Please understand my reference to Christianity is Western Christianity. If your church or your experience is different than this, then you are not who I’m talking about. But I encourage you to listen closely, because this is a common misconception.
A little over a year ago, I suffered a stroke. It caused paralysis in my left side, but not in my face. The rehab plan that I was on was exceptional. It helped me be able to do many of the things like take a bath, walk with a mobility device, dress myself, etc. I can’t go to rehab anymore, but I go to the gym three times a week and do what I can.
After working out and washing the dishes and fixing my lunch, I usually have to take a nap midday. The winter has been tough, but I made it through, and I am looking forward to sunshine and time outside.
Becoming disabled was hard, because I am a doer. I have worked hard all my life. Because It is hard being disabled, many people evaluated it incorrectly, including Christians.
I remember back when I was heavily involved in religion, we would assure people that eventually they would be made whole at some later date. This was the “hope.” But I have realized some things since becoming disabled.
Throughout my last year of recovery, I have had time to deal with some of the past trauma in my life. I have also written a lot and had lots of time for reflection. This has led me to some amazing discoveries, one of which is “I don’t need to be fully able physically to be happy or blissful or at peace.
I am that already.
When Christians bypass this life and promise a future life, they ignore the reality of this life and being fully human. Since my disability, I feel like I am becoming more fully human, even though some of my physical abilities may be permanently limited. Just because a “normal” person cannot run as fast as a world-class track star doesn’t make them less human. In the same vein, the fact that I walked slower than my wife does not make me less of a person or incomplete.
Last night, I observed my grandson laughing robustly at something that caught his attention. His is less enabled ohysically than me and has trouble even riding in a wheelchair.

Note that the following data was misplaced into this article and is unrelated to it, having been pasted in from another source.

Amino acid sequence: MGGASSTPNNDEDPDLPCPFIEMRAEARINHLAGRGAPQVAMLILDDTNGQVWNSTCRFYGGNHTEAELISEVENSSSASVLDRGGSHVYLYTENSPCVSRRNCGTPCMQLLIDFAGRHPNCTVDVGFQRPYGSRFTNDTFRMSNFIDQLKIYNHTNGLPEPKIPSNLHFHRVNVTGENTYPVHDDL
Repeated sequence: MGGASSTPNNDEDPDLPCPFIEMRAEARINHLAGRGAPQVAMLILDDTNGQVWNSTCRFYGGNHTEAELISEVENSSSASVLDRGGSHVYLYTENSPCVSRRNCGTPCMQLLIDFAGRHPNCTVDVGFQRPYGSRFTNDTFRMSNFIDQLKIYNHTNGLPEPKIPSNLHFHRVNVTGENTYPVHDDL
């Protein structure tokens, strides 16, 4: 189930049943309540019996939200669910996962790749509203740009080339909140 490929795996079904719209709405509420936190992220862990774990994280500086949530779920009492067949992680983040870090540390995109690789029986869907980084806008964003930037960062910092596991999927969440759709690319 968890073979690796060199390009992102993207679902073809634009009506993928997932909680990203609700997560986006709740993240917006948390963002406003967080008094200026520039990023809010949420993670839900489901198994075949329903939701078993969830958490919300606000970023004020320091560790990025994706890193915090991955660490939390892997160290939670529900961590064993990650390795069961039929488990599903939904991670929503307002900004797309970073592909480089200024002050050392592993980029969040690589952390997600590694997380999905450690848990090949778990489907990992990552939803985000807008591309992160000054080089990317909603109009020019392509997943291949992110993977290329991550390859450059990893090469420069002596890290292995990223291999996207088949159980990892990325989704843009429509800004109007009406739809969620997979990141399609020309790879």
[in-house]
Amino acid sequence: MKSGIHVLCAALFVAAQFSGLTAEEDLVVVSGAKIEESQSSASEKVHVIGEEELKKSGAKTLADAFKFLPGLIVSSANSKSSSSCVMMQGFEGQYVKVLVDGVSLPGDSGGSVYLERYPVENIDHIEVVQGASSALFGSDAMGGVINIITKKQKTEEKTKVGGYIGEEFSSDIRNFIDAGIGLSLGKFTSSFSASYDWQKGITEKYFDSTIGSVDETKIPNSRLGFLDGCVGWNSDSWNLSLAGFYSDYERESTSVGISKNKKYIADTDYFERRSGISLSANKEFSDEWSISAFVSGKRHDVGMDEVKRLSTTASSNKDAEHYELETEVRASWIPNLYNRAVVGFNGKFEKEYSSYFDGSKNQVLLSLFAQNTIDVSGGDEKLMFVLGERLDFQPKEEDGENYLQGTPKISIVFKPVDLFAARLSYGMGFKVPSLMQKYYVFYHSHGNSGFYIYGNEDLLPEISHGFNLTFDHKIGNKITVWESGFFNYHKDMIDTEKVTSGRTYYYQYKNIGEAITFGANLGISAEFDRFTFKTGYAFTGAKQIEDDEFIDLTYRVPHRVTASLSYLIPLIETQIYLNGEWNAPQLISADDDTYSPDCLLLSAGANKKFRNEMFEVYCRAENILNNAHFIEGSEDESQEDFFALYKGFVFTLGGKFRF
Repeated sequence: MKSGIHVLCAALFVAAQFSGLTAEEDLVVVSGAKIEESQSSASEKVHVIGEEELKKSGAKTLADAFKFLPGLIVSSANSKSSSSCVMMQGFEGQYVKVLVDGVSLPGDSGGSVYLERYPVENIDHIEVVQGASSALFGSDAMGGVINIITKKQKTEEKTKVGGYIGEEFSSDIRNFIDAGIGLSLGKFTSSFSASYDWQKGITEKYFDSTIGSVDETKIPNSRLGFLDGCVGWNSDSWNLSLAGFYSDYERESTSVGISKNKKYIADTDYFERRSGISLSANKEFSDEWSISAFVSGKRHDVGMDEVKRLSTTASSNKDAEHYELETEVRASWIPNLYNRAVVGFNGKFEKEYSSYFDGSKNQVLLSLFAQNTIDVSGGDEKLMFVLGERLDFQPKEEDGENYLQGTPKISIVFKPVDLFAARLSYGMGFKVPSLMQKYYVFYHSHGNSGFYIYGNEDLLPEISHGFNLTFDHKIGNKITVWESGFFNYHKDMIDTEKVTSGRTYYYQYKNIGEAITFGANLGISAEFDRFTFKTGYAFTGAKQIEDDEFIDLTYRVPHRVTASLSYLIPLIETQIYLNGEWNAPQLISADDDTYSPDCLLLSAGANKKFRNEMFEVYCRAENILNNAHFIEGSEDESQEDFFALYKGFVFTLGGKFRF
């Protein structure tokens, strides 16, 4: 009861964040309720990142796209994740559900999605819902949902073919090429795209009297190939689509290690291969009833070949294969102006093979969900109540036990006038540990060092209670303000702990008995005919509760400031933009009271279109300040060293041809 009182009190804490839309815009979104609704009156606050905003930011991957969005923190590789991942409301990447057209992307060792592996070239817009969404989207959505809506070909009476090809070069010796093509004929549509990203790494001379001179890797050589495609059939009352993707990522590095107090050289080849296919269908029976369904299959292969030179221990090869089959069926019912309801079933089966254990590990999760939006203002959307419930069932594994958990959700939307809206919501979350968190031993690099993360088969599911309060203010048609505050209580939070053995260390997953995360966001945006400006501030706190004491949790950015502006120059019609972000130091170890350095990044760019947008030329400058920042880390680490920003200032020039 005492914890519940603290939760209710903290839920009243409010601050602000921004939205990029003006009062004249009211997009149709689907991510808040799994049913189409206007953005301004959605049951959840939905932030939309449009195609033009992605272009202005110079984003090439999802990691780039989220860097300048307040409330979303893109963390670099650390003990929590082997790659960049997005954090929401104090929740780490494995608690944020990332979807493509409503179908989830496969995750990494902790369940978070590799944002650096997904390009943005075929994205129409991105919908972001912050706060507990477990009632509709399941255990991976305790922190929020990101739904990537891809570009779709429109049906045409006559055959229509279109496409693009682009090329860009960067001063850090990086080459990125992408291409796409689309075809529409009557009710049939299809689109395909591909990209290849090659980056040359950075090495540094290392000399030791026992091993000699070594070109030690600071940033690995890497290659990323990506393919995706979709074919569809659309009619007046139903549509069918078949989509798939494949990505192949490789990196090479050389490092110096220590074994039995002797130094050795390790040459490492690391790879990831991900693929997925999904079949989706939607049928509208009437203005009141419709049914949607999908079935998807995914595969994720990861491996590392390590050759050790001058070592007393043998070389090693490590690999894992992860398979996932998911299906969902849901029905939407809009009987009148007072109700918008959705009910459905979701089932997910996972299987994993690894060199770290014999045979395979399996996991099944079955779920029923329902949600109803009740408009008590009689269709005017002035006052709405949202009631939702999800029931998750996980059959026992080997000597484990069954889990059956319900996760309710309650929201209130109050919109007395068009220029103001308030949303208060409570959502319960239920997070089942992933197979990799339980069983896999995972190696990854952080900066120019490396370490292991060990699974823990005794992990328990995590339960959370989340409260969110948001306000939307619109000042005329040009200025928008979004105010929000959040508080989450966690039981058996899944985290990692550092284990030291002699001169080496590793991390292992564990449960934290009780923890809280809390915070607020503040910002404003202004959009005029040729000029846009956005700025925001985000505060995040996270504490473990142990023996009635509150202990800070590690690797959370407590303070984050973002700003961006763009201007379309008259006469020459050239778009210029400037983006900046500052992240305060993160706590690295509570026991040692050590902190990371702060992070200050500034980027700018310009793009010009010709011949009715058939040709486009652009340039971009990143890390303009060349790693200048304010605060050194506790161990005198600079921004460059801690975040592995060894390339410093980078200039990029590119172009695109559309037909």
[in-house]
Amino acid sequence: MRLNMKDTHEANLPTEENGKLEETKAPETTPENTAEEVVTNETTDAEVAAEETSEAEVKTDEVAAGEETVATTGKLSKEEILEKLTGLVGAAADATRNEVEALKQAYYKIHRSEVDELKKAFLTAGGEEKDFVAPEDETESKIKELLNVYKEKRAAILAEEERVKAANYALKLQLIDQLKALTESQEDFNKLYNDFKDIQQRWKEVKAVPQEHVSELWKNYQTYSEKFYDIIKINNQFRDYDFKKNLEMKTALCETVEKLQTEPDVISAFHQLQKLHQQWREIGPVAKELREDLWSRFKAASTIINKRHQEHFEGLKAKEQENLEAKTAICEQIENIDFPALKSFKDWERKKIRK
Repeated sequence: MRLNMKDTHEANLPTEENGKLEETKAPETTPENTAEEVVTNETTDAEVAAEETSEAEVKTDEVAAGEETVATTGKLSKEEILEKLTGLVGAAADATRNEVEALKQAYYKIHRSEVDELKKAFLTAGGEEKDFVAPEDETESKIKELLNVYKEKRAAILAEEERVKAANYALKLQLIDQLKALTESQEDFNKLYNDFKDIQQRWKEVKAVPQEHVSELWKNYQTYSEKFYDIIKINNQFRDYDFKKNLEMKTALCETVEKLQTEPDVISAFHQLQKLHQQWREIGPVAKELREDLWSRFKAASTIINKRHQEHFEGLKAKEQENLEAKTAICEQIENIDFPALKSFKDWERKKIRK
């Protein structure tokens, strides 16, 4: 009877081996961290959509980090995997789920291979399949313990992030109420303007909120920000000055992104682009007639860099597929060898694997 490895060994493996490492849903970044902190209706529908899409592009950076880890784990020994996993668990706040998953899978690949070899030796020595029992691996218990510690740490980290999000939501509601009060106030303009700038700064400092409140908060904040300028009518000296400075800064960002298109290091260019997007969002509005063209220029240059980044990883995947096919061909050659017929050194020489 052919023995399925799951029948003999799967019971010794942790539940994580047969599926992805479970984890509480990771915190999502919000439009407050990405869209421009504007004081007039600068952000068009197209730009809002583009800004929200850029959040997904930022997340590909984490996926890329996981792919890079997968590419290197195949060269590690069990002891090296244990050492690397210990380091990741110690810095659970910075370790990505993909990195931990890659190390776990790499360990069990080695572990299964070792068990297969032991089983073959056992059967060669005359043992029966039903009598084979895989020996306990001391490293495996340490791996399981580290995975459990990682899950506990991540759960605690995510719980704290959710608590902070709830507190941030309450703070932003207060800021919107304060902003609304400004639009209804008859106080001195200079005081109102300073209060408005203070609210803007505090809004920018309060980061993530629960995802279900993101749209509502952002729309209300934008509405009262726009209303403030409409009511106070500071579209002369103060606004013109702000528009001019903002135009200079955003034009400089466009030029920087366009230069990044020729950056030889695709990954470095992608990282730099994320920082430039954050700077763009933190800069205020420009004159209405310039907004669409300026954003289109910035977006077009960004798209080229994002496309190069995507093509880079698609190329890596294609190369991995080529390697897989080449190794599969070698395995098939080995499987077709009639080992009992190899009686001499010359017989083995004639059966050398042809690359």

We can’t do what Christians want us to do. They want us to measure everything by what we can do physically, then they ignore the whole idea of becoming fully human. The measuring stick is human ability, but then they postpone all their living for the future. It will all be “better” by and by.
I don’t ignore the fact that I’m disabled. On the contrary, I appreciate it greatly, and some days I do better than others. There are days that I am so frustrated that I cry. But there are also days when I go inside and trust my inner knowing and realize there’s so much more depth to my experience than I ever could have imagined.
If you want to engage a disabled person don’t promise them something for the future that you can’t guarantee. Maybe, ask them what they’re thinking and then just listen. Or maybe, just sit with them in silence and be with them. Don’t scurry off to do something for them, instead slow down and do something with them.
That is what my beautiful spouse does for me. We podcast together and go to brunch or just set together and talk about our day. Little of our energy is wasted on regrets of the past or trying to predict the future. We don’t bypass our struggles with spiritual platitudes. We accept the present as “it is what it is.”
Being present with each other without having to do something is something I wish Christianity would learn and teach before they lecture others on how to live their lives.
Be where you are,
Be who you are,